07 January 2021

Politico: “The EU’s coronavirus vaccine blame game. Why so slow?”

I don’t think that the issue is really the number of vaccines, it is the fact that we are at the beginning of a rollout, Commission chief spokesperson Eric Mamer said. We’re all judging this as if this campaign is over; in fact, the campaign is just starting.

It’s certainly been a slow start. EU countries have vaccinated hundreds of thousands of people collectively, but the numbers differ drastically between countries.

Even Germany, which has vaccinated 265,000 people — more than any other EU country — as of January 4, is still far off from the 1.3 million doses it has available.

Meanwhile, the U.K. has given jabs to around a million people and the U.S. more than 4 million. Both countries got a weeks-long head start and are facing their own issues (the U.S. has 13.2 million doses available, for example), but the EU’s slow rollout is down to delays in producing the vaccines, a more substantive but bureaucratic approval process, and poor planning in many EU countries.

Jillian Deutsch

The amount of criticism directed at the EU because of slow vaccination has been surprising, and the arguments misplaced to frankly absurd, for example complaints that the Commission hasn’t ordered more doses from Pfizer when nobody could have anticipated back in summer which vaccine would be approved first. But for many people, particularly in the English-speaking world, it has become almost a sport to blame the EU for everything – after all, that is how Brexit got started.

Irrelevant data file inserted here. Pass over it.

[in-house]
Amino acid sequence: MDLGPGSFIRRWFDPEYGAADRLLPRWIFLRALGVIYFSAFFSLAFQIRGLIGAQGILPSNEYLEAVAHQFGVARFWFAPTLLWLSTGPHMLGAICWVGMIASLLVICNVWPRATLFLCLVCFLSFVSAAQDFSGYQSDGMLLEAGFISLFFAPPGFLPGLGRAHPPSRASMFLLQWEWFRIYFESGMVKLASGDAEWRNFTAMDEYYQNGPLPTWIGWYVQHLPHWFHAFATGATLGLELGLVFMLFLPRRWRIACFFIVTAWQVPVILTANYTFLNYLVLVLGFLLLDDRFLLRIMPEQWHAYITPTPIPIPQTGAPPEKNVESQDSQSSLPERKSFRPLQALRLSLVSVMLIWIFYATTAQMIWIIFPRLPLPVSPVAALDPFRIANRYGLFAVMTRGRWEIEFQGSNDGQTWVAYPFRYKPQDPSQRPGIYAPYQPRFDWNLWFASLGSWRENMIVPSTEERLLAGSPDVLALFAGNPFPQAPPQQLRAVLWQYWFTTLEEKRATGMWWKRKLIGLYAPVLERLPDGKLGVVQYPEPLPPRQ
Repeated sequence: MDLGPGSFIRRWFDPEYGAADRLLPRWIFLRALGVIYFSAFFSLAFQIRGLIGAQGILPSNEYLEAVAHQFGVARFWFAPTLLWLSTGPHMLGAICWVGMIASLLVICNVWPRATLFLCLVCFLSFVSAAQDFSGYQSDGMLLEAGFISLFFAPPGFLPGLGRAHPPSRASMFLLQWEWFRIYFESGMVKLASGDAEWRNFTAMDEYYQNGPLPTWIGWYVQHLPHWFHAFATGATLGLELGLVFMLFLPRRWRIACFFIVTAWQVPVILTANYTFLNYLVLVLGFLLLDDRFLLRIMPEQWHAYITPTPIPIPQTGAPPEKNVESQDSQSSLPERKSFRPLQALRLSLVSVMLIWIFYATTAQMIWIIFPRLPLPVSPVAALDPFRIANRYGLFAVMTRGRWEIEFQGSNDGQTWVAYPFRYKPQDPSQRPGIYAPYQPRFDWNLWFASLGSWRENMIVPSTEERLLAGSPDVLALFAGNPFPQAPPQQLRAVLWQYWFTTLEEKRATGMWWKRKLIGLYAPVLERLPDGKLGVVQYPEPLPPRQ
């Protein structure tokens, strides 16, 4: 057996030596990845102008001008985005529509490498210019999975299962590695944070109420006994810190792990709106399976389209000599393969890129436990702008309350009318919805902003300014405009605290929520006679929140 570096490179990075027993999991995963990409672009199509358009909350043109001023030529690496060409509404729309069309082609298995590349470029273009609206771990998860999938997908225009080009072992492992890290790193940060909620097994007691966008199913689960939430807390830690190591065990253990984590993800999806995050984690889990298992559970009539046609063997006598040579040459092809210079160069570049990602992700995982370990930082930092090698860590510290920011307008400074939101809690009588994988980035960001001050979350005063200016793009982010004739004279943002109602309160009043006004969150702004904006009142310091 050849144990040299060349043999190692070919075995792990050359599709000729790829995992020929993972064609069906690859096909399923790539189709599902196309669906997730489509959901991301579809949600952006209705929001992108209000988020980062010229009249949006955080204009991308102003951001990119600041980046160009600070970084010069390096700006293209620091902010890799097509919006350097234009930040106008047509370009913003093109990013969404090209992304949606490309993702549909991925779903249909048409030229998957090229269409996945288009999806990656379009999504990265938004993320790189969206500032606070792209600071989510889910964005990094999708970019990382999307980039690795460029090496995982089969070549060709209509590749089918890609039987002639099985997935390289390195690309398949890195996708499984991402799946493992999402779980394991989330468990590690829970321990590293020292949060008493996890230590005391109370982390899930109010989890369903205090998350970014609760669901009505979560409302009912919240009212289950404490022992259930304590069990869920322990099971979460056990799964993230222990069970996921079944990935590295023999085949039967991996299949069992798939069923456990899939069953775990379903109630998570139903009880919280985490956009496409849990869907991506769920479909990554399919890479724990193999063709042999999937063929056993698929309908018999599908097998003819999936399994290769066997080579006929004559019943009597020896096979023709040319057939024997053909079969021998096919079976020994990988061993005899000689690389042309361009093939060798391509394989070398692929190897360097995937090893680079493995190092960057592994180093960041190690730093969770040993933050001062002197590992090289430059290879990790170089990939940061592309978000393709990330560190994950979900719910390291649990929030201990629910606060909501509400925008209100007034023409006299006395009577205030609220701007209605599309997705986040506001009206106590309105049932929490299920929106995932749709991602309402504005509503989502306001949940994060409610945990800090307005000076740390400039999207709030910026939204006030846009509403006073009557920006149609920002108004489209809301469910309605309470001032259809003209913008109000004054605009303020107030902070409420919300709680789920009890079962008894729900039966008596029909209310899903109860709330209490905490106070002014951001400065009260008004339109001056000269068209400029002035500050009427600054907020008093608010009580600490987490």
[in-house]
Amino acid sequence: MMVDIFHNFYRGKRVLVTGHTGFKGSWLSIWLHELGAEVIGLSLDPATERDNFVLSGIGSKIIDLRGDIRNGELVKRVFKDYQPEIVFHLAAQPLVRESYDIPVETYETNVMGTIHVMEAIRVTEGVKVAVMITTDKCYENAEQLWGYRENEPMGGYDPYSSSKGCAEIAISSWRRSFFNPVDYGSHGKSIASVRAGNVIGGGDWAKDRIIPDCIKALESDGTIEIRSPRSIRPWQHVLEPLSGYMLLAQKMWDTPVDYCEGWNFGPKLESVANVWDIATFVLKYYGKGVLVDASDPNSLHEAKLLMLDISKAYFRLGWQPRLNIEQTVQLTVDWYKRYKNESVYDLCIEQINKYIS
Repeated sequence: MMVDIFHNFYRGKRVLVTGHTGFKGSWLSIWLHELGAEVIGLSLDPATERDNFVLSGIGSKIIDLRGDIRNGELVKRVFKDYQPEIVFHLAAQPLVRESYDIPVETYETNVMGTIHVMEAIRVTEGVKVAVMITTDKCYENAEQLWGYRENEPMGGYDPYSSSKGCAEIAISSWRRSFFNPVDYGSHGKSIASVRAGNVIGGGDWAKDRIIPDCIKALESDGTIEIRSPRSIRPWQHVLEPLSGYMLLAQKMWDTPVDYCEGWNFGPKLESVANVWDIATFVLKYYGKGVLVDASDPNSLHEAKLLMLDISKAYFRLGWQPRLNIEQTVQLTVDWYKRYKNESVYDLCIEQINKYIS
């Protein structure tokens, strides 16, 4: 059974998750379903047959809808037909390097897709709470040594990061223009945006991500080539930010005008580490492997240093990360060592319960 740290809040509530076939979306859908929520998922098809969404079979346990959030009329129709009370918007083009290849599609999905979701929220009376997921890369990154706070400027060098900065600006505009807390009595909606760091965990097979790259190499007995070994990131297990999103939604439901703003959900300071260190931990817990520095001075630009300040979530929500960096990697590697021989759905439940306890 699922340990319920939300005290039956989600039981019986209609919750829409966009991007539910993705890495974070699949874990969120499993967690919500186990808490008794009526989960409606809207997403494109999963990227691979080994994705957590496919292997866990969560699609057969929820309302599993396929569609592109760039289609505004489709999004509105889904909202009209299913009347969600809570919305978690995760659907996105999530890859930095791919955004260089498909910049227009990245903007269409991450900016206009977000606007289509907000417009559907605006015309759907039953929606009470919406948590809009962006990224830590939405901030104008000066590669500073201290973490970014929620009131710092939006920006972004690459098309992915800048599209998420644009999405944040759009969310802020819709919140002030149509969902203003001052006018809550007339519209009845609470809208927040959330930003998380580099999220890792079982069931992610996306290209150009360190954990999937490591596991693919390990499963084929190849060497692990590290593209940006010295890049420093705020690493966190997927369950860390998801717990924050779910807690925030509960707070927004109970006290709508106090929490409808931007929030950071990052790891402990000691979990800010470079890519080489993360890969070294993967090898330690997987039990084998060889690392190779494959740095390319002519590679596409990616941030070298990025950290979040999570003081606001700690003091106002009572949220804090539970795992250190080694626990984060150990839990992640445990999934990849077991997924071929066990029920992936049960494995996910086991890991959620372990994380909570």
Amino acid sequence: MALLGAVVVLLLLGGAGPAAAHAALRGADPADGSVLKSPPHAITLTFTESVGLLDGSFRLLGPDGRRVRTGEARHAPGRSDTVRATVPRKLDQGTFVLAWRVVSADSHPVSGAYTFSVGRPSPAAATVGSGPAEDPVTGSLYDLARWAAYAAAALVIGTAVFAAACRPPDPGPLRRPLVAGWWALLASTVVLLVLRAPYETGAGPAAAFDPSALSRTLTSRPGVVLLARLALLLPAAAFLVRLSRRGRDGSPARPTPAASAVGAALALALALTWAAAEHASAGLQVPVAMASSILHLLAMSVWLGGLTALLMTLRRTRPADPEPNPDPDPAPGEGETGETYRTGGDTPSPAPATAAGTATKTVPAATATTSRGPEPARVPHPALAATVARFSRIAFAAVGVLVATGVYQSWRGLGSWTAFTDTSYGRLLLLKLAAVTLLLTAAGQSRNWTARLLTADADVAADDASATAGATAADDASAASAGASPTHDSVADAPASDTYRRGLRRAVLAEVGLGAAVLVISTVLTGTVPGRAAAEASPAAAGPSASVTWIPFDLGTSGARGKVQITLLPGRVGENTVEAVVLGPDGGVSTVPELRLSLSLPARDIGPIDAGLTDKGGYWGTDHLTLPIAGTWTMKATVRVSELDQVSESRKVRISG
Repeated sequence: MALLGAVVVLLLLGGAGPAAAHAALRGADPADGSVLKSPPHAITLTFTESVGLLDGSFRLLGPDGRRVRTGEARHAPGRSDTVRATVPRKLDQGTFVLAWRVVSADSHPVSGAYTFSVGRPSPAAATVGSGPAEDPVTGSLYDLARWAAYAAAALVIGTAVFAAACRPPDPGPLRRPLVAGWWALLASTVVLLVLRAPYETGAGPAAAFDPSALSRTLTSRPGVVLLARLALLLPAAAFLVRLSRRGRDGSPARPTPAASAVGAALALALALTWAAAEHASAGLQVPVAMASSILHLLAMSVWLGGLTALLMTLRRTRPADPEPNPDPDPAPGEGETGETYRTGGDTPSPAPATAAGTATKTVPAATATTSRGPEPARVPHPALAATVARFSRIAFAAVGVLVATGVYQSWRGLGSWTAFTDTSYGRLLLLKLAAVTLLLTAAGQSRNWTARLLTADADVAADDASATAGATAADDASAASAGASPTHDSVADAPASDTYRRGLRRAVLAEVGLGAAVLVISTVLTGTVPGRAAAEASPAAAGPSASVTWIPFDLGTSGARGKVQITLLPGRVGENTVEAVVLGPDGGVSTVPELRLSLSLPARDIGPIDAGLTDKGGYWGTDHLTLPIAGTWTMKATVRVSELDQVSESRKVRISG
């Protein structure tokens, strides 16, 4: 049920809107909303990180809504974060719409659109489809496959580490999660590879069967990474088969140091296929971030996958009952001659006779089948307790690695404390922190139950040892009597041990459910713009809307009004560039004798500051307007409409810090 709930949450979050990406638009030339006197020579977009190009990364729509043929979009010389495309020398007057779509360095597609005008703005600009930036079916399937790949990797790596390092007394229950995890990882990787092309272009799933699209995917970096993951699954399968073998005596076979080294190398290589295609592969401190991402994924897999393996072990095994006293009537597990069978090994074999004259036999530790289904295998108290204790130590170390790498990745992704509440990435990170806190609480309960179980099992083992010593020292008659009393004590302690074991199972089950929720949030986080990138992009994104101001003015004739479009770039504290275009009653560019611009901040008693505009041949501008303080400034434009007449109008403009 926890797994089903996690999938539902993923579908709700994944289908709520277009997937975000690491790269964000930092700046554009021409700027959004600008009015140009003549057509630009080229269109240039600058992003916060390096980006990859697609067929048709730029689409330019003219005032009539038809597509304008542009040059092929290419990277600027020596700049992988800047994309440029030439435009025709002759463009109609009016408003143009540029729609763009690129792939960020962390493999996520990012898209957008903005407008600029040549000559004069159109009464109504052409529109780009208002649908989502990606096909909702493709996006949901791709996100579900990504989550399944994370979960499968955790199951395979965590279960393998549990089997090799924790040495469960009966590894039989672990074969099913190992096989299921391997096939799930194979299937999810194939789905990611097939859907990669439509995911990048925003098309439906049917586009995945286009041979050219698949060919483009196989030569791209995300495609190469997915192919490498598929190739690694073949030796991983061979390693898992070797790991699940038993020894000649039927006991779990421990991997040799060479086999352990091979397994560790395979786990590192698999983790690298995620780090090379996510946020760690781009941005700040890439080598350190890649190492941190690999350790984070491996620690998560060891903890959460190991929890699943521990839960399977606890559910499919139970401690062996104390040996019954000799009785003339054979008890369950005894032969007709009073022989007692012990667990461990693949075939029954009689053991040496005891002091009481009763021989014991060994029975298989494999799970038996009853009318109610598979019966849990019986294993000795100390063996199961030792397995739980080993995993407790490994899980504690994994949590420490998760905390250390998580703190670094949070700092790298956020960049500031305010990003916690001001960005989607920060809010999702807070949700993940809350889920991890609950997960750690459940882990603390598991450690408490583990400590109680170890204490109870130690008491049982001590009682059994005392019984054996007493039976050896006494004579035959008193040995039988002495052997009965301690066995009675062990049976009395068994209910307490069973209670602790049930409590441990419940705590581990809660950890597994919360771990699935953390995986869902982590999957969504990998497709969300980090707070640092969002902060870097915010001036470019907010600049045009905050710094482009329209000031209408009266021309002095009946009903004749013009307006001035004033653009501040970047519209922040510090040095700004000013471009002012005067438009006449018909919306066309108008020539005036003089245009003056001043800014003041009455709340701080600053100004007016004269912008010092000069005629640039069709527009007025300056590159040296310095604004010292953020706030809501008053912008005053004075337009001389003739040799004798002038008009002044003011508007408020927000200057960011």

When comparing EU countries so far, it is fairly obvious that problems are caused primarily by a lack of preparation: as mentioned above, Germany has yet to administer the doses it received, and France and Netherlands have not even started the vaccination campaign. I suspect there is a shortage of qualified staff as well, as caring for COVID patients is a priority in many countries after the second wave. To speed up the process, I would invite people to volunteer to administer vaccines, give them the minimal training required, and put them to work under supervision of senior medical staff, to intervene only in the case of complications.

Total number of vaccination doses administered per 100 people
Total number of vaccination doses administered per 100 people in the total population (Jan 6, 2021)

Another important point that gets conveniently left out by outspoken critics:

It is true that the U.K. and U.S. were able to vaccinate hundreds of thousands of people before European regulators approved the first coronavirus vaccine. There are a few reasons for this, most notably that the European Medicines Agency recommended a conditional marketing authorization, which comes with more strings attached for drugmakers than the British emergency authorization procedures. As a result, if there are any unforeseen issues with the vaccines, the U.K. government will be held liable; while in the EU, drugmakers would be on the hook.

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